Now we need to talk about the stylus. The natural use model for a tablet is handwriting and sketching, and Apple knows it. Getting handwritten input to work flawlessly, and integrating stylus input with the Cocoa app framework are the grand challenges of the Apple tablet. Get these to fly FTW. Yes, there will be a soft keyboard for light text entry when needed, but the stylus is make-or-break in my eyes. It’s a hard design problem, but if anyone can pull it off, it’s Apple.

Okay, let’s pretend this cool little box exists. What would it be good for? How about:

* The best digital Moleskine notebook in the world, with infinite pages and web integration and lovely sketching tools (please Apple, go steal Sketchbook Pro from Autodesk, k?), and when I snap a picture or vid, I can drop it right into the pages of my notebook. As a bonus, how about continuous audio capture synchronized to my note taking, with random access playback. Kind of like the LiveScribe pen, but without all that annoying paper.

* The best map in the world, the Killer Map. Probably in partnership with Google of course (OSM in my dreams!). Including street view when you hold it up in front of you. Including wayfinding and points of interest overlaid on the image, like Layar, Wikitude et al. Including locative post-it notes scribbled in haste and left hanging in cyberspace. Including a library of fantastic historical maps, accurately  georeferenced (calling David Rumsey). Including a new geocast category in the iTunes store. C’mon Apple, there’s much to do here!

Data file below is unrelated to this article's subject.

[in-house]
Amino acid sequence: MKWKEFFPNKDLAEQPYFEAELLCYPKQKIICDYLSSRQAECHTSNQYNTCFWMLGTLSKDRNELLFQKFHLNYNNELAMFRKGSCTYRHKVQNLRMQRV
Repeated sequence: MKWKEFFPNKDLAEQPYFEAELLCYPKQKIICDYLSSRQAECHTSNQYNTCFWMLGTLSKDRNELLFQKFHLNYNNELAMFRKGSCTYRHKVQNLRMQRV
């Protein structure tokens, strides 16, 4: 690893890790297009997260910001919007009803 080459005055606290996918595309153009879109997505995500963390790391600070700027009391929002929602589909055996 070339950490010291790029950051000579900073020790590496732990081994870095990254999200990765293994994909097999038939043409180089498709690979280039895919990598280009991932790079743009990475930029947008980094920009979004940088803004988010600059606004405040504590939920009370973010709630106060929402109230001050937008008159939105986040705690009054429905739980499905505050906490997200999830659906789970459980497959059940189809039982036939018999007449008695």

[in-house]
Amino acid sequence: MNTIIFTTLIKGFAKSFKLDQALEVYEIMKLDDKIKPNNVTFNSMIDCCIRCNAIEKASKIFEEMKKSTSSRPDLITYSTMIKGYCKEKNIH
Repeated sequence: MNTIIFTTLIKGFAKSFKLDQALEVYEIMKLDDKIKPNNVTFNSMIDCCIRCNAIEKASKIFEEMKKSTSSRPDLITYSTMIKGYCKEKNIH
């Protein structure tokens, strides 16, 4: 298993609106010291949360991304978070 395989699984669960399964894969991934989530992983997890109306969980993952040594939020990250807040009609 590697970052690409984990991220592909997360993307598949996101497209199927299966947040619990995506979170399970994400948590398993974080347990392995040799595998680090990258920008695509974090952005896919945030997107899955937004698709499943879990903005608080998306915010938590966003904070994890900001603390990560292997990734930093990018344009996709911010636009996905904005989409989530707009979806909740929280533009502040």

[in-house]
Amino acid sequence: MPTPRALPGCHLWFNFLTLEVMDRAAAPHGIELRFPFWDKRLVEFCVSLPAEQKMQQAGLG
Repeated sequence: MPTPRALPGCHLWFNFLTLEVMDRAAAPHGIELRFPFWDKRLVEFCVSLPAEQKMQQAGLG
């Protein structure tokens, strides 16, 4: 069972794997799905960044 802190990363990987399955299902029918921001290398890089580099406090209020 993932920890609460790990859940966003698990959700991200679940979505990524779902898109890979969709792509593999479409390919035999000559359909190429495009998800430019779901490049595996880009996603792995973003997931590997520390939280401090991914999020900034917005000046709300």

* The first full color, rich media eReader for magazines, plus downloads and subscriptions via the iTunes and/or App stores (hello disruptive new business). Natural page turning gestures, high quality images, video and fontography, embedded contextual ads with built-in analytics, handwritten annotations, social media affordances, and maybe even a new data format for digital zines to tie it all together. A bevy of high gloss launch titles – Aperture, Architectural Digest, Gourmet, Vanity Fair, National Geographic, Wired, that sort of thing.

* Games, well that’s obvious. That 10″ screen opens up a lot of possibilities, assuming they can put a decent graphics pipeline behind it. With its onboard GPS and compass, we can look forward to a lot more real-world street games. And as a bonus, now we can have games that use handwriting, like crossword puzzles from the NY Times. Hmm, what would a locative crossword puzzle look like, played in the streets of Manhattan or the wilds of the Adirondacks? You laugh, but something like that might just turn my dad into an Apple customer.